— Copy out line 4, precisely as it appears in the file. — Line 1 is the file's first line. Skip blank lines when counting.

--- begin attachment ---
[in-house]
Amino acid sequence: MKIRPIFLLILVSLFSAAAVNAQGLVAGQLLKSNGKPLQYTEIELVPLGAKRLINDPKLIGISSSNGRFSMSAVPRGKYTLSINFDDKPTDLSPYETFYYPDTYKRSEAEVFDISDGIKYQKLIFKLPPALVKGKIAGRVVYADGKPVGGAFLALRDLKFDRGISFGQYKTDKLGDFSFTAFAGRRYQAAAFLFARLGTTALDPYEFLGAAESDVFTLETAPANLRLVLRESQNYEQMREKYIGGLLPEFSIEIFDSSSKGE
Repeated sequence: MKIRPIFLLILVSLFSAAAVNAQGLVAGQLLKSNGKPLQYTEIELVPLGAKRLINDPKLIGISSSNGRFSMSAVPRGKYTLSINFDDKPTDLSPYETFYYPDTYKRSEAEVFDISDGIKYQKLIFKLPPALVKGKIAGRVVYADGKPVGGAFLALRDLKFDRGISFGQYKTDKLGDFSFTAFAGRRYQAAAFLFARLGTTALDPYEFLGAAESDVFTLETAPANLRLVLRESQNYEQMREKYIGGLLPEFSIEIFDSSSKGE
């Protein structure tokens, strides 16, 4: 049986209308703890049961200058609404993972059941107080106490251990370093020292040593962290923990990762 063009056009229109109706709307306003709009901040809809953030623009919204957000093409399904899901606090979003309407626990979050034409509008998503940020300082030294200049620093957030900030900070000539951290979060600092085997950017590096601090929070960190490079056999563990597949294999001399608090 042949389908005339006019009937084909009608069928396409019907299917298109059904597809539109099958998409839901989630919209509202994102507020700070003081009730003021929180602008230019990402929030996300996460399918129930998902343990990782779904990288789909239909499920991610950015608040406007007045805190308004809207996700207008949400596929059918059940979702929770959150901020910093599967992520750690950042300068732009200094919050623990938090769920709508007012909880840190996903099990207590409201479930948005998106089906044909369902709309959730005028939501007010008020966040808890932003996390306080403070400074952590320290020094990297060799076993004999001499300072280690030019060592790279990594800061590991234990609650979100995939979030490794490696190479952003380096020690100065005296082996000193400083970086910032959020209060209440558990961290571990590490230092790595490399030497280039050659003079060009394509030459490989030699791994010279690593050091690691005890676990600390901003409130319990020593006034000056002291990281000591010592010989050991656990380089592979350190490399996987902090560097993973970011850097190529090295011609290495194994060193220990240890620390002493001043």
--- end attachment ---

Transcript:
């Protein structure tokens, strides 16, 4: 049986209308703890049961200058609404993972059941107080106490251990370093020292040593962290923990990762 063009056009229109109706709307306003709009901040809809953030623009919204957000093409399904899901606090979003309407626990979050034409509008998503940020300082030294200049620093957030900030900070000539951290979060600092085997950017590096601090929070960190490079056999563990597949294999001399608090 042949389908005339006019009937084909009608069928396409019907299917298109059904597809539109099958998409839901989630919209509202994102507020700070003081009730003021929180602008230019990402929030996300996460399918129930998902343990990782779904990288789909239909499920991610950015608040406007007045805190308004809207996700207008949400596929059918059940979702929770959150901020910093599967992520750690950042300068732009200094919050623990938090769920709508007012909880840190996903099990207590409201479930948005998106089906044909369902709309959730005028939501007010008020966040808890932003996390306080403070400074952590320290020094990297060799076993004999001499300072280690030019060592790279990594800061590991234990609650979100995939979030490794490696190479952003380096020690100065005296082996000193400083970086910032959020209060209440558990961290571990590490230092790595490399030497280039050659003079060009394509030459490989030699791994010279690593050091690691005890676990600390901003409130319990020593006034000056002291990281000591010592010989050991656990380089592979350190490399996987902090560097993973970011850097190529090295011609290495194994060193220990240890620390002493001043």